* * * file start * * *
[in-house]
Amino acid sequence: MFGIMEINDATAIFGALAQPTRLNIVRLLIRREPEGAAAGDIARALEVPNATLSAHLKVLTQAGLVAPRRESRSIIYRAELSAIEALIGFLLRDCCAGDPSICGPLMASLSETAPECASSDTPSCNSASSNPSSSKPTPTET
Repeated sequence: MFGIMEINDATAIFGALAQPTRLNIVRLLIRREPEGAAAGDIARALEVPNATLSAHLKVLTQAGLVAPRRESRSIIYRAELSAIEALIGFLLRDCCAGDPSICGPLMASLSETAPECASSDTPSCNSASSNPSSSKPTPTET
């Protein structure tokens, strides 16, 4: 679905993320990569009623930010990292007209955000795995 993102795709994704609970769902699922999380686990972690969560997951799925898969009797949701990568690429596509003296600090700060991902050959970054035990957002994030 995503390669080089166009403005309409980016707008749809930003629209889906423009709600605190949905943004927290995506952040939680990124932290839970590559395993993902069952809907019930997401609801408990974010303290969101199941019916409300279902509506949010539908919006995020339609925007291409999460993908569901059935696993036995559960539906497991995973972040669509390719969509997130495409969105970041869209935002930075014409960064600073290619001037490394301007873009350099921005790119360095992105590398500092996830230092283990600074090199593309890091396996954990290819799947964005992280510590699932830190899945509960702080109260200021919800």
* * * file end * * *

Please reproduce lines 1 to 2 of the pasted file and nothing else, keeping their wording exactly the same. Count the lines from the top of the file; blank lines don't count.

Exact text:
[in-house]
Amino acid sequence: MFGIMEINDATAIFGALAQPTRLNIVRLLIRREPEGAAAGDIARALEVPNATLSAHLKVLTQAGLVAPRRESRSIIYRAELSAIEALIGFLLRDCCAGDPSICGPLMASLSETAPECASSDTPSCNSASSNPSSSKPTPTET